So, we're hiking. Some have called the 12 miles out to Solitude boring, but for a through hiker, it's actually quite pleasant. You've got constantly changing landmarks and incredibly open views. Although once off the first high part of the trail you lose all site of the canyon itself, you can see this amazingly flat plateau surrounding you in all directions - interrupted by the occasional little hill and gully. It's impressive, and with the puffy whites that we had overhead on the first day, it's quite attractive. The trail is good enough that you can really step out - which is exactly what we did. Even with the 8 liters of water in my pack and the (??OMG I don't even want to think about how many) liters in Mr. Puke's pack - we made good time.
Blah .... blah...blah... We hiked and hiked - oh, and then I decided it was time for lunch (which I announced just after we 'lost our way' on the Indian Res). Then we hiked some more...and found the sign. I think it's safe now to call it the 'Infamous Chummley Chuckwagon Sign'. My first thought "Some hiker had too much time on their hands" (if only I'd kept to my first instinct). My second thought "Well, I suppose the Navajo could have someone holed up there, hoping to sell ice and water to entice more $$ out of the biligaana." Then I moved at last to "Well - whatever, I'll cache water at the sign because it's easy to spot an remember".
When Volcanoclimber and I came over the hill and saw the rest of our group gathered around a truck and drinking, have to admit I went back to the Navajo theory. Then Frank recognized Chummley's truck, and finally the trickster himself, and then we were all set. Thanks for the ice cold drink, Chum!
Then we hiked some more before I realized we'd never stopped for lunch. I get grumpy without my lunch breaks, so Larry and I took 10 under a nice juniper on a piece of smooth limestone. it was nice to just sit and listen to nothing for a few minutes, not the stomp of my feet or the slosh of all that water in my pack...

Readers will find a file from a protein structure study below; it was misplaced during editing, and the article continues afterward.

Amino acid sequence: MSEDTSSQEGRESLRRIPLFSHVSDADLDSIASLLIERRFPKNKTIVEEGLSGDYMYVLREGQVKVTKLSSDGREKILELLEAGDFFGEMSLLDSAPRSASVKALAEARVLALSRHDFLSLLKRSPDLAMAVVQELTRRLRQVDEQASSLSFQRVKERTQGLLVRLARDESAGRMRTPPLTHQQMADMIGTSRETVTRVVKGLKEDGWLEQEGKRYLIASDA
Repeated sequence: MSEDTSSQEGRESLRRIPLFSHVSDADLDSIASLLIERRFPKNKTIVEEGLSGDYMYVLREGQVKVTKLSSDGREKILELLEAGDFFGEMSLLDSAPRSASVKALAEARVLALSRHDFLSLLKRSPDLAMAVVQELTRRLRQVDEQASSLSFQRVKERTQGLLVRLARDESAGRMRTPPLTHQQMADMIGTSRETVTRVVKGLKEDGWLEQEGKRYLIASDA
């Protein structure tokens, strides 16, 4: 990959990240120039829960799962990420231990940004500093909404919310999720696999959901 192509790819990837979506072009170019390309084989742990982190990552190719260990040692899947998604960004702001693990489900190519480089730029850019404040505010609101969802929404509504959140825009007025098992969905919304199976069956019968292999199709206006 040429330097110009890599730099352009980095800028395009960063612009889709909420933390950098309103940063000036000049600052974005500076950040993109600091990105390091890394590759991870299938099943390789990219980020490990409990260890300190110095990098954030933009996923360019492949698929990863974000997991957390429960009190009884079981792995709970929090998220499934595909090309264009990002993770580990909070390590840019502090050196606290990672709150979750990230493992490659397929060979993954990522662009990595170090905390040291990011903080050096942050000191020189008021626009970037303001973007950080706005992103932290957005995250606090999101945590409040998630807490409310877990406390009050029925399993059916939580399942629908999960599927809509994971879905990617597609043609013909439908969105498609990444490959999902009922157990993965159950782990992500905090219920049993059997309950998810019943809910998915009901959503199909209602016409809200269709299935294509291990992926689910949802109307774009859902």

Walk, walk, walk... Yeah, we thought that the peak of Char Butte was Solitude...and we were VERY glad it wasn't. Walk, walk, walk.
Okay - so I have to be honest here. There are very fine views from Cape Solitude - and some that are unique (such as the confluence from above). But, is it worth 13miles of hiking relatively flat plateau carrying 2 gallons of water? Maybe. Is it worth doing that when it's hot as hell out? Not really. I'm glad I went, that I saw what I did, and was with who I was with, but on the long (long, long) list of canyon destinations you MUST see - put this one a lot further down on your list than it is now. There are better views and better hikes and better hiking with views.
Nuff' said. I did love scrambling about the edge, though my fear of heights picked a terrible time to rear it's ugly head and I didn't get out as far as I wished. Our camping spot was choice, amid the junipers of the little gully, with an unending view out past the LCR gorge. I loved the campfire and the company - it was a pretty perky night for me, so I guess I've been backpacking with fellow old-people too long! The rattlesnake was a big highlight - he was so sleepy, that when Larry and I came back after the sunset photoshoot, he'd moved about 3', and very slowly slithered back into a bush when I almost stepped on him. Poor guy - I think we were really stressing him out (though truth be told, he was stressing some of our party out too!)
The hike back actually felt shorter, and I hardly took a single picture. We just hauled butt across the plateau...my GPS clocked me at 2.2 overall and 2.9 moving (which for me is booking it!) By the time we got back to the car I was jonesen' for some ice cream hard, which we satisfied once we were at Desert View. Oh, and I bought some pink undies because I'd forgotten to bring extras (and pink was all they had). Larry had to make sure he told the cashier that they weren't his. As if he'd buy undies in a bunch (gawd, I crack myself up!).
Back in Flag, I changed my undies (since my pee habits were topic of conversation on another triplog, I figured undies were fair game here), and got pizza with the gang. It was so nice to hike with such kindred souls! Each one of us loved the canyon enough to go to great lengths to enjoy such a secluded and otherwise gawd-forsaken place.
To the canyon! Cheers!
Change will not come if we wait for some other person or some other time. We are the ones we've been waiting for. We are the change that we seek.- Barack Obama